This has created both advantages and drawbacks for Cambodia. Because of the high dollarization, Cambodia’s currency depreciated less than other currencies in the region during the Asian economic crisis of 1997, the IMF report said. “The effects of political uncertainties seem to have been stronger than those of the regional crisis.”

While dollarization has helped stabilize the economy throughout difficult years, it also has widened “the gap between the urban dollar-based economy and poor rural areas where riel are normally used,” according to the UNDP report on macroeconomics and poverty reduction.

Generally speaking, dollarization has served Cambodia well, “while taking away the flexibility and independence of the country’s monetary policy and complicating income distribution,” said the UNDP report.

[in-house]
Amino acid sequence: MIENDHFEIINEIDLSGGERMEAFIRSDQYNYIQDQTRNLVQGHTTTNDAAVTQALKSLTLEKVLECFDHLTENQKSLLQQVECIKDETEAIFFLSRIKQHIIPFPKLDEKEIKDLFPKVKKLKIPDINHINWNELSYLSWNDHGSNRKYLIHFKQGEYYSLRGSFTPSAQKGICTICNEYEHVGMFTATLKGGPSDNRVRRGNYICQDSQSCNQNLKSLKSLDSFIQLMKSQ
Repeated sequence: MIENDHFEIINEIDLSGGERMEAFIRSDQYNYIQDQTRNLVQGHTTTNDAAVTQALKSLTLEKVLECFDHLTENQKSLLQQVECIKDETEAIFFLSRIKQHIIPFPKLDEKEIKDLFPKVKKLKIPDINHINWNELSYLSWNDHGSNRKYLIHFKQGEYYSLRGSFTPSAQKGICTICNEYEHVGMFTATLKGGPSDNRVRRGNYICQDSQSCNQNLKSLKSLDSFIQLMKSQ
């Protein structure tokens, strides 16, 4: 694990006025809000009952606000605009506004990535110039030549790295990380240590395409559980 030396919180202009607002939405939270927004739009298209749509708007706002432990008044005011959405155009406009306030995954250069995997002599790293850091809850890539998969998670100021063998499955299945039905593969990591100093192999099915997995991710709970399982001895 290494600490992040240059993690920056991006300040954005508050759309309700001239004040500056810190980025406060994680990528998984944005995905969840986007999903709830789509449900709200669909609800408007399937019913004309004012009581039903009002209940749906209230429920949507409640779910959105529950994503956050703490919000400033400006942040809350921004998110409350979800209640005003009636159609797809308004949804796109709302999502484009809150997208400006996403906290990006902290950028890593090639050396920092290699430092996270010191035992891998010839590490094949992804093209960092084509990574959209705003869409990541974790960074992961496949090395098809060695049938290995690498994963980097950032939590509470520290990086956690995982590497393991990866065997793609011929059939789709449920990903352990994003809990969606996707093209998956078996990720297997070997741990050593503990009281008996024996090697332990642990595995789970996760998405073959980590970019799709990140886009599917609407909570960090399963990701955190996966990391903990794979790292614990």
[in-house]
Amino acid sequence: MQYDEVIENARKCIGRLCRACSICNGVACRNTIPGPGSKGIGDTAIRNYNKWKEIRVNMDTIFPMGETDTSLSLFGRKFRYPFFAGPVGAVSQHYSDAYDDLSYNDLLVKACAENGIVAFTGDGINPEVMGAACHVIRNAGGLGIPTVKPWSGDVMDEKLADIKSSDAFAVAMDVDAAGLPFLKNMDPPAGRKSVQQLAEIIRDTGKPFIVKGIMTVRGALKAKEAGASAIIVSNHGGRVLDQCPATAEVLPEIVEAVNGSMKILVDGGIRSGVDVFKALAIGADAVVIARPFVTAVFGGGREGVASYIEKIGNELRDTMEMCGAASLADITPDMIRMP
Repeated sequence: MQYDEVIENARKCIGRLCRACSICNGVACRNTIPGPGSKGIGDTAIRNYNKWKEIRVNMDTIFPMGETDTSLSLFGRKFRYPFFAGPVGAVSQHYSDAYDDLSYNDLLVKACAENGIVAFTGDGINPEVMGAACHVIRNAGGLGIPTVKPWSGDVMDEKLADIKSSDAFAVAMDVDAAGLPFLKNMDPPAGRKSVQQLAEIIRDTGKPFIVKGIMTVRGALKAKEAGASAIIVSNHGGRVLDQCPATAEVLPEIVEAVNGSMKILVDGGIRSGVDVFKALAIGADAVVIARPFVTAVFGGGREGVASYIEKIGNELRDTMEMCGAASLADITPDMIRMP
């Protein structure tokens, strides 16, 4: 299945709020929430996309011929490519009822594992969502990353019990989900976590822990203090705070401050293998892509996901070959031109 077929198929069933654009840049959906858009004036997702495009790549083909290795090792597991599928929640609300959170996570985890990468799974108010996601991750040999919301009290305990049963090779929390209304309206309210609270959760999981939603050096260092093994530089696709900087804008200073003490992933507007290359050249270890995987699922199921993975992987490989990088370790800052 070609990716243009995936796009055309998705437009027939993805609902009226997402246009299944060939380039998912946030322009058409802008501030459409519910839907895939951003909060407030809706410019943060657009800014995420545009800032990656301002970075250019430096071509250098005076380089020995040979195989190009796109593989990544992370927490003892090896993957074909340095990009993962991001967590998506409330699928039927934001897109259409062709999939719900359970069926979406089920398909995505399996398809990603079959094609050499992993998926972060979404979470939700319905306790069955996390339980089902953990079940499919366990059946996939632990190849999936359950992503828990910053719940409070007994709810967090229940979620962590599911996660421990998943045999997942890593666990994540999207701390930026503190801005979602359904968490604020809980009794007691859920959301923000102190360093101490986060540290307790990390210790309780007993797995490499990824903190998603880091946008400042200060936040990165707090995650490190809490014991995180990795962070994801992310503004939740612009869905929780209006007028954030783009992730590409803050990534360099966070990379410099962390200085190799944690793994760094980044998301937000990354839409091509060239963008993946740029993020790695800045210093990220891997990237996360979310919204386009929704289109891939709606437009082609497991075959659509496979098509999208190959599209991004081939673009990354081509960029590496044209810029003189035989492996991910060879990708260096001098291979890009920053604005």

The government has plans to reinstate the riel as the country’s major currency, but not overnight and not by decree, Tal Nay Im said. “It has to be done by gaining the confidence of the public in the national currency, and for this [to happen], a great number of factors come into play,” from stable banking and financial structures to continued economic growth, she said.

In the meantime, the government is taking steps to promote the riel, starting with government agencies that have been asked to use the riel more often in their transactions, Tal Nay Im said. Treasury bills have been issued in riel, and payments of utility bills are done in riel, she said. In addition, the national bank has made an effort to replace old, dirty riel bills with new ones, and has issued attractive bills in different denominations.

The de-dollarization process, which includes developing government services and creating the right environment for trade and investment, may take a decade at the very least, Kang Chandararot said.